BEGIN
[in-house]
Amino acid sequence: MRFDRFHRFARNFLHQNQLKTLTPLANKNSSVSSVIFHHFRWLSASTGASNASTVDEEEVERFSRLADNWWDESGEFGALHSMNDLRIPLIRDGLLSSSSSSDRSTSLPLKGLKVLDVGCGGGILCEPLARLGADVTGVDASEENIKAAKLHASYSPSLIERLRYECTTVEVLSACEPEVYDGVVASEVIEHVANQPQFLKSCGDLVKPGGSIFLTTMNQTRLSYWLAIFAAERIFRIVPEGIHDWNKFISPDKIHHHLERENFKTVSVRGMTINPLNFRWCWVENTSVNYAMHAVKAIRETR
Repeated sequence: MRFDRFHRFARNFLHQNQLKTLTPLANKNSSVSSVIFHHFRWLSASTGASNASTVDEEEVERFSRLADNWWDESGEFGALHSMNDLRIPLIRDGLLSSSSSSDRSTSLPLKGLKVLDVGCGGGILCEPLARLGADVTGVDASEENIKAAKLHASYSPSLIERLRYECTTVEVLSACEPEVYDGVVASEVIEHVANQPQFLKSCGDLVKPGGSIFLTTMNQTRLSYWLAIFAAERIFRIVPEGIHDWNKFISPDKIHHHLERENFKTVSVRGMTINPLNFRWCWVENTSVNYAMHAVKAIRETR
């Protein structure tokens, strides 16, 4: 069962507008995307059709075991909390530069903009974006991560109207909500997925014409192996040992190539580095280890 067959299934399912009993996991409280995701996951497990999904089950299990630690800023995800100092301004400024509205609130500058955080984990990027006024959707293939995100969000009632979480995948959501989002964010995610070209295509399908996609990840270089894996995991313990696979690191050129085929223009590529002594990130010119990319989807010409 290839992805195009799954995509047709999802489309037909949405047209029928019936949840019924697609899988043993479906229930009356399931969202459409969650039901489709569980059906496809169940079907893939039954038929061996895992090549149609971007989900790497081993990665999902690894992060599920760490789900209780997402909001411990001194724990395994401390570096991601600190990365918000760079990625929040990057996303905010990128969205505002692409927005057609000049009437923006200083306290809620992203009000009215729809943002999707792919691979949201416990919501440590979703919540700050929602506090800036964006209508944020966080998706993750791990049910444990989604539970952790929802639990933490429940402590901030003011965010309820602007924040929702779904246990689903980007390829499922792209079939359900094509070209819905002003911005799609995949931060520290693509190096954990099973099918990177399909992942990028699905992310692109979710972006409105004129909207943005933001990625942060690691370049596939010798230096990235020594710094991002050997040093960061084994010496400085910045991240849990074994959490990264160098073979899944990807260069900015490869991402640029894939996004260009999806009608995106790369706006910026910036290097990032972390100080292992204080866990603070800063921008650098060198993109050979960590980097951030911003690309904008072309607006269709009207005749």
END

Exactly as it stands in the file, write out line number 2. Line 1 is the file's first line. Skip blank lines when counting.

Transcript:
Amino acid sequence: MRFDRFHRFARNFLHQNQLKTLTPLANKNSSVSSVIFHHFRWLSASTGASNASTVDEEEVERFSRLADNWWDESGEFGALHSMNDLRIPLIRDGLLSSSSSSDRSTSLPLKGLKVLDVGCGGGILCEPLARLGADVTGVDASEENIKAAKLHASYSPSLIERLRYECTTVEVLSACEPEVYDGVVASEVIEHVANQPQFLKSCGDLVKPGGSIFLTTMNQTRLSYWLAIFAAERIFRIVPEGIHDWNKFISPDKIHHHLERENFKTVSVRGMTINPLNFRWCWVENTSVNYAMHAVKAIRETR